• 14
    Ominous? Tearing mso apart? C'mon. It's a single post by a single user. I think we'll live through this great tragedy. – Kevin Workman Jan 30 '17 at 1:48
  • 1
    Thanks, I toned the post down a little. – Robert Columbia Jan 30 '17 at 2:15
  • 3
    What it says to me is that a useful resource is going to become another Pravda because someone can't keep their politics out of every aspect of their life. – Rob Crawford Jan 30 '17 at 14:47
-16

Short answer: no, it shouldn't be moved or closed. The post is generating a lot of useful discussion on how Stack Overflow does and can help with this situation, and with other social issues.

Maybe it could have been posted to Meta Stack Exchange, just because it concerns every site, not just Stack Overflow. But that could be said about a lot of posts here on Meta Stack Overflow, plus I do see an argument for Stack Overflow having specific needs that could be discussed separately from the rest of the network.

And at the risk of being downvoted to death, does it really matter? I know Stack Overflow / Exchange is a place where my fellow pedants can talk everything to death, but are we really that bothered by a single post by a single admin? What does it hurt to just leave it alone and appreciate it for what it is instead of beating it into the ground?

Maybe I should post a meta meta meta question asking if questions about closing questions about social issues should be themselves closed...

  • 7
    This. I doubt many of the people advocating for the removal of the post disagree with the sentiment, so really it comes down to wanting to keep this site strictly on topic at all times. Nothing wrong with that in principal, but when you consider the gravity of what's being discussed I think the rules go out of the window. I'm sure others disagree, and that's fine, but frankly this is so important that it's appropriate to post it anywhere people will listen. If you're someone who doesn't like the rules being bent, maybe you can just look past it for this one – Clive Jan 29 '17 at 15:51
  • 5
    Except for the irony that Meta is never "strictly on topic", @clive. – Cody Gray Jan 29 '17 at 15:55
  • 3
    The post hasn't generated much useful discussion on what SO can do. In the comments and answers there are a few grand but not quite fully formed ideas, but that's about it. For the most part it's only generated discussion on whether or not it should be here. If the purpose of the post is to generate ideas it should be framed as a question asking for such ideas. It isn't, and the few half baked ideas that have been presented there were more random side effects of an undetected discussion than anything else. If you want to solicit ideas, solicit ideas. – Jason C Jan 29 '17 at 17:38
  • 3
    @Clive Honestly, if it had been more respectful to people who disagree, I don't think I'd have nearly as much problem with it. But even if it had been, there are still problems associated with the fact that people who disagree don't really have an opportunity to engage in discussion. Additionally, your comment above is dismissive of those who disagree. So what if they're small in number? That doesn't justify mistreating them. And there are other issues that are just as, or even more, important to people. Do they get to post them on Meta.SO because it has a wide audience? – jpmc26 Jan 29 '17 at 20:27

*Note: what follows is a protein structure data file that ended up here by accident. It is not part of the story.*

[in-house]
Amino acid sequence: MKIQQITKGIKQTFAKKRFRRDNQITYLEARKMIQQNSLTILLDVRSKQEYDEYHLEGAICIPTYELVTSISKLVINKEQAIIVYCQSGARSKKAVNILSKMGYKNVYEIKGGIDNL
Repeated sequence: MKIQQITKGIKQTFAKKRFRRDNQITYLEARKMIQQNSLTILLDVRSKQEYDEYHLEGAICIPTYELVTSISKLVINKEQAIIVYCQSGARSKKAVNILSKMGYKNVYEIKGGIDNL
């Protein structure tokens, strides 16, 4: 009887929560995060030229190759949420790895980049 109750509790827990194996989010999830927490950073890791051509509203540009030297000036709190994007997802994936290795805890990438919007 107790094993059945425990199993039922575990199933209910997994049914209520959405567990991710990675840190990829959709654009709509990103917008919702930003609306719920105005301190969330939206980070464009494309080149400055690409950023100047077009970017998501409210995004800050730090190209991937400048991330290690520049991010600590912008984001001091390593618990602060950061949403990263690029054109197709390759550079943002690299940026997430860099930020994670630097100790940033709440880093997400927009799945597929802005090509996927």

• 1
    @jpmc26 I've drafted about 4 different replies to that, and deleted them all. There's no response I can give that doesn't get into my personal opinions about the group(s) you're referring to, and that's a slippery slope. Suffice to say I don't have a problem with Joel's approach to this, and I disagree that anyone is being mistreated or under-represented. – Clive Jan 29 '17 at 20:57
  • 4
    @Clive So it's okay if I make an inflammatory post about how terrible abortion is? One that completely dismisses self described "pro-choice" people? What if I copy/paste Joel's post and reword a bit to be about that instead? The left and right both have issues like this. That doesn't make the kind of post Joel made okay. – jpmc26 Jan 29 '17 at 21:03
  • 1
    Why are you asking for my permission @jpmc26? Do whatever you think is right. If your opinion turns out to be wildly unpopular, so be it. – Clive Jan 29 '17 at 21:07
-26

This is an obvious one-time thing. And it is relevant: the main point of the post - as I see it - is not to fight Trump but to remember to embrace people regardless of their country of origin. Being nice to people and supporting them in time of trouble does not conflict with American goverment or politics.

So yes, that's what you're supposed to focus on - either through kind words or charity, support people who are having a hard time due to development in U.S. politics. Supporting them does not undermine U.S. goverment. I see no sane argument that would justify being ignorant to their situation. They are people separated from their families, students and professors from their colleges. This is bigger than politics.

  • 4
    How do you guarantee it's a "one-time" thing? Again, I really want this post to reach to as many people as possible, but I suspect that MSO is the best place to host it - which is why I proposed maybe moving it. – Maroun Jan 30 '17 at 11:21